Jan 29 (Reuters) – Pakistan’s finance ministry said on Sunday that petrol and diesel prices would rise by 35 rupees ($0.1400) a liter after the country’s currency plunged this week when price caps were removed.
The decision comes days before an International Monetary Fund mission visits Pakistan later this month to discuss the stalled ninth review of the country’s current financing program.
Last week, Pakistan’s rupee lost nearly 12% of its value following the removal of price caps imposed by the government but opposed by the IMF.
Pakistan finance Minister Ishaq Dar
Finance Minister Ishaq Dar said at a press conference on Sunday that he hoped the announcement would dispel speculation on social media about higher prices or that petrol supplies would run out. He said the increase was recommended by the oil and gas authorities due to the higher cost of buying power in the global market.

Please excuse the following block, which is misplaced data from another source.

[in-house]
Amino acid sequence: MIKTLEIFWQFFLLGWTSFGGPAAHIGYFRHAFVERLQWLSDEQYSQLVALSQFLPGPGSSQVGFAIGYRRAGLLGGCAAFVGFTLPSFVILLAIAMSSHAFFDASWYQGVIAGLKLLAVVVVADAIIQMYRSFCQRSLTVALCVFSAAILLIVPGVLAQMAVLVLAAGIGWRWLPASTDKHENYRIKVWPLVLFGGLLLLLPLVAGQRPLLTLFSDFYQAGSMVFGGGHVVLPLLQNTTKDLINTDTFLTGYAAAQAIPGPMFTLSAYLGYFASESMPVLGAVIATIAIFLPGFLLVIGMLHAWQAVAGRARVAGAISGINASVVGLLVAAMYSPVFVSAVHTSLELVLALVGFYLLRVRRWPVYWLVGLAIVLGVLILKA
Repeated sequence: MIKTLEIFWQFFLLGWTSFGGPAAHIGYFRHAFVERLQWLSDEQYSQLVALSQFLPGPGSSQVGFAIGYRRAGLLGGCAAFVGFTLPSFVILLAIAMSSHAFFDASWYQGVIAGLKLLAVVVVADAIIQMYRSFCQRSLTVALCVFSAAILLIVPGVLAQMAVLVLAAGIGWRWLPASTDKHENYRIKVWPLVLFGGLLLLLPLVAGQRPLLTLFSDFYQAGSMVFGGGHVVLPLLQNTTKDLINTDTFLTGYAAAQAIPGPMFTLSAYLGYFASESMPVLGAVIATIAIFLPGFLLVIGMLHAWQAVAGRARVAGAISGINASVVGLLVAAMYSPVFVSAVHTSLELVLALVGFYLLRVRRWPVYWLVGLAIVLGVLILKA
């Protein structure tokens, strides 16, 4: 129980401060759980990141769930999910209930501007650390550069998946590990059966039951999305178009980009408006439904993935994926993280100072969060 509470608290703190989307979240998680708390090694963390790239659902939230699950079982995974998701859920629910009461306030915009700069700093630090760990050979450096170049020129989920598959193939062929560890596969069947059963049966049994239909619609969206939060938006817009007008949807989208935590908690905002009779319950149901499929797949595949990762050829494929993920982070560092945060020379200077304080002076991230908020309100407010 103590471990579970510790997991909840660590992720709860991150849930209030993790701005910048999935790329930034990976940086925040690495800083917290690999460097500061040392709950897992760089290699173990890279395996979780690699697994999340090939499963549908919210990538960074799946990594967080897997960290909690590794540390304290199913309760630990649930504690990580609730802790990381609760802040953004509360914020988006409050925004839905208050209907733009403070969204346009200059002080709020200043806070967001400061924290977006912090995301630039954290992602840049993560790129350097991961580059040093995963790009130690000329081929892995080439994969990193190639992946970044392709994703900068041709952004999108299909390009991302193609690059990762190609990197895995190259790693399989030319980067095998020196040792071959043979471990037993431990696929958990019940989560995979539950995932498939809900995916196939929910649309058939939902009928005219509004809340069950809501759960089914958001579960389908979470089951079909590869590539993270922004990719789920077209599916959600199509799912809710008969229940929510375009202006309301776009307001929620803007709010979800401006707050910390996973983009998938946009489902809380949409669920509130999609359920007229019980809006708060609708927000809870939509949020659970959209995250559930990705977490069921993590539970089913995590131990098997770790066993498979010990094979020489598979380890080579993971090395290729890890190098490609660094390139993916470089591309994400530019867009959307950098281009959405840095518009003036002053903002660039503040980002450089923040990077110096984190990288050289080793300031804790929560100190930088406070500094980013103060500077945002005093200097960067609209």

“We will have to take into account the rise in international oil prices and the devaluation of the rupee,” he said.
“This increase is being made immediately on the advice of the Oil and Gas Regulatory Authority. Who said there were reports of artificial shortages and hoarding of fuel in anticipation of price increases – therefore this price increase is being made immediately to prevent this from happening.”
A day earlier, Reuters witnesses said some gas stations had long lines outside as residents filled their tanks amid speculation that prices would soon rise.
Pakistan is in the midst of a balance of payments crisis. The plummeting value of the Pakistani rupee will push up the prices of imported goods. Energy forms a large part of Pakistan’s import bill.
A successful IMF visit is crucial for Pakistan. Which is facing an increasingly acute balance of payments crisis and is desperate to secure external financing. With less than three weeks’ worth of imports in its foreign reserves.